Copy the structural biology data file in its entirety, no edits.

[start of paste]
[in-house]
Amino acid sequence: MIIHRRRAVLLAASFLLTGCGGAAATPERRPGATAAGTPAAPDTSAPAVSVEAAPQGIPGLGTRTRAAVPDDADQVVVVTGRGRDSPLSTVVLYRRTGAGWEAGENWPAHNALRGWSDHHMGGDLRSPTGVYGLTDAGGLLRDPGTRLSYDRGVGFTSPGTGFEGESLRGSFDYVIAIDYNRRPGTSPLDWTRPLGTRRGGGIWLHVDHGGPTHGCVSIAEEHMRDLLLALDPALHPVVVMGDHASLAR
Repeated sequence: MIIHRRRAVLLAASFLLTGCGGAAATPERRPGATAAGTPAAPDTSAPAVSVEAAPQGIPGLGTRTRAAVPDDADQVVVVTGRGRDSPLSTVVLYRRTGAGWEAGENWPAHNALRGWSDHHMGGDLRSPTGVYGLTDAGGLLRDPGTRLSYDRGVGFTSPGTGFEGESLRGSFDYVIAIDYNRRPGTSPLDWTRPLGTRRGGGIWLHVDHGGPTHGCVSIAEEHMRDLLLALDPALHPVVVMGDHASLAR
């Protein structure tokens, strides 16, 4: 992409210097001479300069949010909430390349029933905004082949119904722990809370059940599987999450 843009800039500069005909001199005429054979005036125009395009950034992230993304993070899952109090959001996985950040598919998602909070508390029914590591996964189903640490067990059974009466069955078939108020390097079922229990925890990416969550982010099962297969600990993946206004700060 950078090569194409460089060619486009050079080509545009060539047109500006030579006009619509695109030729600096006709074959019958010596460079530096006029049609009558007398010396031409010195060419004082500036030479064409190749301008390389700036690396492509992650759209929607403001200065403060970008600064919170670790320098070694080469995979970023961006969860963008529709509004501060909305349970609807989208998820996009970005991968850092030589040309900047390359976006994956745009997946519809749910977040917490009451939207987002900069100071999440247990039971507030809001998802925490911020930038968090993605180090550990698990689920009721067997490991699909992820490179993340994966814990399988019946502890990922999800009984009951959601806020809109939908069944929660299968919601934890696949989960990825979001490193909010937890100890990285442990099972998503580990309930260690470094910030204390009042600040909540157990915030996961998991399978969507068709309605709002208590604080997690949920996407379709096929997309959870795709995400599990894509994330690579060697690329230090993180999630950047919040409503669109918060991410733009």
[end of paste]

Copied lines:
[in-house]
Amino acid sequence: MIIHRRRAVLLAASFLLTGCGGAAATPERRPGATAAGTPAAPDTSAPAVSVEAAPQGIPGLGTRTRAAVPDDADQVVVVTGRGRDSPLSTVVLYRRTGAGWEAGENWPAHNALRGWSDHHMGGDLRSPTGVYGLTDAGGLLRDPGTRLSYDRGVGFTSPGTGFEGESLRGSFDYVIAIDYNRRPGTSPLDWTRPLGTRRGGGIWLHVDHGGPTHGCVSIAEEHMRDLLLALDPALHPVVVMGDHASLAR
Repeated sequence: MIIHRRRAVLLAASFLLTGCGGAAATPERRPGATAAGTPAAPDTSAPAVSVEAAPQGIPGLGTRTRAAVPDDADQVVVVTGRGRDSPLSTVVLYRRTGAGWEAGENWPAHNALRGWSDHHMGGDLRSPTGVYGLTDAGGLLRDPGTRLSYDRGVGFTSPGTGFEGESLRGSFDYVIAIDYNRRPGTSPLDWTRPLGTRRGGGIWLHVDHGGPTHGCVSIAEEHMRDLLLALDPALHPVVVMGDHASLAR
């Protein structure tokens, strides 16, 4: 992409210097001479300069949010909430390349029933905004082949119904722990809370059940599987999450 843009800039500069005909001199005429054979005036125009395009950034992230993304993070899952109090959001996985950040598919998602909070508390029914590591996964189903640490067990059974009466069955078939108020390097079922229990925890990416969550982010099962297969600990993946206004700060 950078090569194409460089060619486009050079080509545009060539047109500006030579006009619509695109030729600096006709074959019958010596460079530096006029049609009558007398010396031409010195060419004082500036030479064409190749301008390389700036690396492509992650759209929607403001200065403060970008600064919170670790320098070694080469995979970023961006969860963008529709509004501060909305349970609807989208998820996009970005991968850092030589040309900047390359976006994956745009997946519809749910977040917490009451939207987002900069100071999440247990039971507030809001998802925490911020930038968090993605180090550990698990689920009721067997490991699909992820490179993340994966814990399988019946502890990922999800009984009951959601806020809109939908069944929660299968919601934890696949989960990825979001490193909010937890100890990285442990099972998503580990309930260690470094910030204390009042600040909540157990915030996961998991399978969507068709309605709002208590604080997690949920996407379709096929997309959870795709995400599990894509994330690579060697690329230090993180999630950047919040409503669109918060991410733009």